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The following is an archived video story. The text content of that video story is available below for reference. The original video has been deleted and is no longer available.

Soldier Scam

Scrolling through messages on her Facebook page, 45-year-old Dawn Robertson says she was seduced into a romantic Facebook adventure for two weeks.
"He was good looking," Robertson said.
The profile photos show what appeared to be a hunky U.S. Army man with a huge smile. He wrote Robertson, telling her his name was Brad Davidson and he was stationed overseas.
He had originally approached Robertson by sending her a friend request. She accepted, and the two began to exchange love notes every day.
"He wrote, 'You are my one and only. One day when we are old and grey sitting on a porch in our rocking chair, we'll be able to think
back to how we started,'" said Robertson. The romance didn't end there.
"He wrote I love you, Sweety, I love you, Baby," said Robertson. "It's any woman's dream to have a man talk to you this way."
But then came the sell. Robertson said whoever was behind the photo, started asking her for money.
"He said he wanted to open a pet store overseas," said Robertson who became suspicious.
Then someone began sending Robertson checks.
"It was to prove to me he was real. I got a check for $17,430 made out to him. I knew that couldn't be real. No one sends that kind of money."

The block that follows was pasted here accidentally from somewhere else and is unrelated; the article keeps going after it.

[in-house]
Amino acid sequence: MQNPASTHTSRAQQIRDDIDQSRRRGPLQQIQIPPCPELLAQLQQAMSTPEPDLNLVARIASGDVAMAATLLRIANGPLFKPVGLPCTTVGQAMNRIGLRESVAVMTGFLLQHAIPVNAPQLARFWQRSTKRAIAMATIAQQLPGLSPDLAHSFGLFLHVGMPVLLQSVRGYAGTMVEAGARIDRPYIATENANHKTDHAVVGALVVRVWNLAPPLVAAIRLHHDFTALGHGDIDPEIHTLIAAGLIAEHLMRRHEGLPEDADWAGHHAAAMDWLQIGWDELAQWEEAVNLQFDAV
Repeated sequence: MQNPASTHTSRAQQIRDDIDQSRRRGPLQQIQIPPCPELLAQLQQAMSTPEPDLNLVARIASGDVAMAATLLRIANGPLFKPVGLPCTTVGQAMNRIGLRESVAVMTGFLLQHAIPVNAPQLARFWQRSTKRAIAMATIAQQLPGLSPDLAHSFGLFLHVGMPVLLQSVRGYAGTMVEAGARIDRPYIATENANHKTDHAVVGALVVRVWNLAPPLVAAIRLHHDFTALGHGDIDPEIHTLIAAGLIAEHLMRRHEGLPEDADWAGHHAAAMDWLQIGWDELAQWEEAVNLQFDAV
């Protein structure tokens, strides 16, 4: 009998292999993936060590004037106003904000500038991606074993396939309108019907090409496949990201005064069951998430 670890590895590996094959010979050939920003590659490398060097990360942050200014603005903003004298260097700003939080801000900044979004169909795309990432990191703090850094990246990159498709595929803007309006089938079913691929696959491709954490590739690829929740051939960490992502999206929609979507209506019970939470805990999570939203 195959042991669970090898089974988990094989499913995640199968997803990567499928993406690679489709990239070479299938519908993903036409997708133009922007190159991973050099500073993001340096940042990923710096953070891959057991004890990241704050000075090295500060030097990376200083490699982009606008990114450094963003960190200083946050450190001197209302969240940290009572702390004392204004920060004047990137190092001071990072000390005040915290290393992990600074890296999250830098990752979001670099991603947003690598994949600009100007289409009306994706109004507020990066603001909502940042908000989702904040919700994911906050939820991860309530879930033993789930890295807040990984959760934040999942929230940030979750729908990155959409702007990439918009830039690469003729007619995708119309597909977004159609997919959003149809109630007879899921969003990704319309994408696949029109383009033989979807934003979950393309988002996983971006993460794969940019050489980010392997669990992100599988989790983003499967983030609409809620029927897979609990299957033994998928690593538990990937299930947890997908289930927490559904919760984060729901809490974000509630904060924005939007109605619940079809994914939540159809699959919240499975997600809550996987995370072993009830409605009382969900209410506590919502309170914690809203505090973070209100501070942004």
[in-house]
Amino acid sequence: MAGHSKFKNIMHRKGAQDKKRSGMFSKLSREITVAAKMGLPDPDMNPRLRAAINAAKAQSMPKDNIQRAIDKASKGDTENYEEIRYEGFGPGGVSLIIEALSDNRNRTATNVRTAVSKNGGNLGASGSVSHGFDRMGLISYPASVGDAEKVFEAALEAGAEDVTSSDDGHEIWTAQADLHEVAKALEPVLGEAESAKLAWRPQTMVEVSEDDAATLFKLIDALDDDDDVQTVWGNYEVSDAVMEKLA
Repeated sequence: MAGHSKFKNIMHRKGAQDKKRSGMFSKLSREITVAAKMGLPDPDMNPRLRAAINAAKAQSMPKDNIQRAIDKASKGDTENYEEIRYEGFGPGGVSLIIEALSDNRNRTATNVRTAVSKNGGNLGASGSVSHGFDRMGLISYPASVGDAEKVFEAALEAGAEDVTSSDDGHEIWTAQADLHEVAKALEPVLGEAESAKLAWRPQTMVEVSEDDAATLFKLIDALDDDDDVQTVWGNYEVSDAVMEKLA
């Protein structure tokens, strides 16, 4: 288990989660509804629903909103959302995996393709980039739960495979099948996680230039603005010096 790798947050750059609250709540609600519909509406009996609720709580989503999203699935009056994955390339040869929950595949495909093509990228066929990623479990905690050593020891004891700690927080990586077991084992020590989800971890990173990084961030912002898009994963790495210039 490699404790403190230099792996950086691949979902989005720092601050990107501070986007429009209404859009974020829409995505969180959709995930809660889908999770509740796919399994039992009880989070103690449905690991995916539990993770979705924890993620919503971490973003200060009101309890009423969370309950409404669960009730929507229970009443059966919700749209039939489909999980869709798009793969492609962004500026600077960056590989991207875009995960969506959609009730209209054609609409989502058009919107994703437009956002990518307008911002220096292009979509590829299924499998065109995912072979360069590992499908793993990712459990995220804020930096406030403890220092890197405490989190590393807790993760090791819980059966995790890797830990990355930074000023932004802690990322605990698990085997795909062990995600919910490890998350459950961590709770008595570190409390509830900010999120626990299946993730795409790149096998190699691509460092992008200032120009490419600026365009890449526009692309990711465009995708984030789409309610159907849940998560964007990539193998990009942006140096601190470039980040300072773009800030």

Robertson then received another check for $7,600.
"That check was from a women in Delaware," said Robertson.
She tracked down the woman on Facebook. The two became friends, and Robertson learned that woman had also been communicating with a so-called military man who befriended her on Facebook.
"He took me for $3500," said Shirley Hurtt by phone from Delaware. "I think they're very very selfish people to have to scam people and ask people for money."
Sharon showed News 13 the checks she had received but never tried to cash. Other women follow the instructions and cash the checks only to find out the checks bounce. Women are instructed to wire money using Western Union. Several days later, when the checks bounce, it's too late. The women have already taken the money out of their bank accounts.
"We tell people, please, don't give them the money. People have lost so much in North Carolina," said Norma Messer, director at Asheville's Better Business Bureau.


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